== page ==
Sana’a Abdulrazzaq Abdullah is the principal of Al-Watan School for Girls in Mosul, the city she was born and raised in. As a girl she remembers growing up in a tightly knit community, one that valued solidarity and education.
“I was born in the sixties,” she says, “and when we were children in the seventies, Iraq was at the height of its progress and development.”
The coronavirus pandemic is just one of a series of hardships Ms. Abdullah and the people of Mosul have faced in the ensuing years.
Her school, which UNDP has helped to rebuild, was completely destroyed during the ISIL conflict. Ms. Abdullah remembers being devastated when she visited the site.
“After many attempts, I made it to my old area. I saw children and families. My neighbours held me and cried. The school was on the ground. Nothing left. It seems that the school was under severe shelling. The school was only dust at that time, I didn’t even see a piece of wood.”
As part of the efforts to rebuild Mosul, UNDP has supported the reconstruction of Al-Watan School and Ms. Abdullah has seen her students struggling with the double burdens of a brutal conflict and the social isolation that has come from the pandemic.
“The virus affected everyday life. It is difficult for people to just stay home without doing anything. It’s boring to do nothing or meet no one,” she says.
And she had to think creatively during the months of remote learning. “We live in a poor neighbourhood,” she says, “and the internet service is not that good.”
She began teaching using Facebook, and poorer students would go to the homes of their friends who had internet connections. “We asked the students who have internet service to help their poorer peers.”
Ms. Abdullah is training the next generation of leaders at Al-Watan, where students are delighted to be back in the classroom following months of disruption.
“Every day, before and after school hours, we sanitize the campus thoroughly. I am aware of the economic situation of our students, so we even bought masks for those who could not afford it,” she says.
The school has not had a single case of coronavirus.
The pandemic has shone a light on the many inequalities that women and girls across the world face — whether it’s from increased domestic violence, loss of jobs or the extra burdens of unpaid care work, and it’s highlighted the vital importance of more female leaders like Ms. Abdullah.
The global theme for this year’s International Women’s Day is ‘Women in Leadership: Achieving an Equal Future in a COVID-19 World’.
While there are more women leading than ever before, in public and political life, overall this progress is too slow. Women are still vastly underrepresented in all facets of decision-making.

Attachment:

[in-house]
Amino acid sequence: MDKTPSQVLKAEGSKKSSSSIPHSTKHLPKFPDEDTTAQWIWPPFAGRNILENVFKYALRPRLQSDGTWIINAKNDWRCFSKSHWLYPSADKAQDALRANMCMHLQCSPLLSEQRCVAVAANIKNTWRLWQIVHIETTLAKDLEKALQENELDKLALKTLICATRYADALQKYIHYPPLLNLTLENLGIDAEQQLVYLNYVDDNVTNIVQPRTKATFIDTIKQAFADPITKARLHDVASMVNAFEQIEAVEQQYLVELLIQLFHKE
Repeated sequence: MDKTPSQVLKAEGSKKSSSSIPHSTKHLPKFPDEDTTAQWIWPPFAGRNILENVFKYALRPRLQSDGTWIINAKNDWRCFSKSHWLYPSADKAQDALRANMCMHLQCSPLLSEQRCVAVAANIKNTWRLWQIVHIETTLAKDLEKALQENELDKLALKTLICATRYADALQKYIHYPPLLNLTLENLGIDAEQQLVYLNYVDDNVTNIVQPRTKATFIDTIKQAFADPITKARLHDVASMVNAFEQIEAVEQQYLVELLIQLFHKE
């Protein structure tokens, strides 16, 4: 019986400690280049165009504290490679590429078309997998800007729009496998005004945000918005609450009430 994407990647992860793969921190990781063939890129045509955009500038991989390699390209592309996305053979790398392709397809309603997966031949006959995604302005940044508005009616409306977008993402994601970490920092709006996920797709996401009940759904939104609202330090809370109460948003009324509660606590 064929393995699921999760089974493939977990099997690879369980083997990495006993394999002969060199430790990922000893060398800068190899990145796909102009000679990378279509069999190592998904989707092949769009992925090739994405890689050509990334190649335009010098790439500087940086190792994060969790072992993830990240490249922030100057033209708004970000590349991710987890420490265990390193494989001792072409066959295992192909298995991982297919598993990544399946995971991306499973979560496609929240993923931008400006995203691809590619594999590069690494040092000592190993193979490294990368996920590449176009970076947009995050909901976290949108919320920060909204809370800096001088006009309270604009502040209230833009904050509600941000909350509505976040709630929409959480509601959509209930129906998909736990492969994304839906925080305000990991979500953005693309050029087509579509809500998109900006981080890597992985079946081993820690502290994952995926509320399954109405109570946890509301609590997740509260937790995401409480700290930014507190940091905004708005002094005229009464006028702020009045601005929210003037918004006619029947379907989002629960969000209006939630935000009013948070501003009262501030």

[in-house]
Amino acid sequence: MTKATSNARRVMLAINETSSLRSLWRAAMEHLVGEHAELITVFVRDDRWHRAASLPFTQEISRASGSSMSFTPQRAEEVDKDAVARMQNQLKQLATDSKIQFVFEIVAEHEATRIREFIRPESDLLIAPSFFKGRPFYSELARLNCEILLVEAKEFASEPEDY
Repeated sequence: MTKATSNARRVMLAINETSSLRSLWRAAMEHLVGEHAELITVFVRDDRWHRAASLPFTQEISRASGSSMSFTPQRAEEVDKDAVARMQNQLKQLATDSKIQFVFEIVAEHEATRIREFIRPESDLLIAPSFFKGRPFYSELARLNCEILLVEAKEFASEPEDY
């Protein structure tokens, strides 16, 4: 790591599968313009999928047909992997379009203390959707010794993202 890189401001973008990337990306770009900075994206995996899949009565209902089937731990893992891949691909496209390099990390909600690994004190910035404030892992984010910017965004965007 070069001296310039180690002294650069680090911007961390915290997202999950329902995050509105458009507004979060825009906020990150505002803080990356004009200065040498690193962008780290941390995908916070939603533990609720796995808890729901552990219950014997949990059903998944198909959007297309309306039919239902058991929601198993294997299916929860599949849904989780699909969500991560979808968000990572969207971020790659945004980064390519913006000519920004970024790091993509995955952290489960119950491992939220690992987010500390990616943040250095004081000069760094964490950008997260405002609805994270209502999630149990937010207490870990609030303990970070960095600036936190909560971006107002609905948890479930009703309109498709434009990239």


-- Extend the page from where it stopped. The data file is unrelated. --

But women’s leadership and representation is needed for stronger democracies, better governance and lasting peace. It is also essential to more effectively tackle pressing global challenges, including the COVID-19 pandemic.
As part of its work to counter the pandemic’s disproportionate socio-economic effects on women and girls, UNDP is calling for a temporary basic income for women in developing countries to help address these severe economic challenges.
Its new report shows that a monthly investment of just 0.07 percent of developing countries’ GDP, or US$51 billion, could provide reliable financial security to 613 million working-aged women living in poverty, providing them with much-needed income and alleviating their daily economic pressures.
The funding is there, and the impact of the relatively small investment will be wide ranging.
“The benefits of such a meaningful investment could not only help women and their families absorb the shock of the pandemic, but also empower women to make independent decisions about money, livelihoods and life choices,“ says UNDP Administrator Achim Steiner.
There is an urgency to provide short-term financial security for women, say report authors, as the crisis has hit women much harder. Their work tends to be lower paid, if paid at all, and often lack social safety nets. They are also predominately in the sectors hardest hit by lockdowns.
“Gender inequality persists through uneven income and unequal divisions of labour, and while TBI is not a fix-all solution, it does help women increase their options right now during this crisis,” says Raquel Lagunas, UNDP Gender Team Director. “TBI provides a period of economic stability so women can organize their lives to suit their own interests and needs, and participate more fully in society.”
Economic stability is vital to help shift the power balance between men and women and to give women the option to participate more in decision-making and as leaders in all spaces.
Ms. Abdullah has lived through tremendous upheavals in her city and her country in the last few decades, but she’s also seen Iraqi women take on greater leadership roles.
“Iraqi women have proved their ability to succeed in all fields. Now you see them in top positions. We have female ministers and members of parliament,” she says. “I encourage women to take high positions, but they should be up to the responsibility to serve their country. Equality should not be limited to work, but should include every aspect of life.”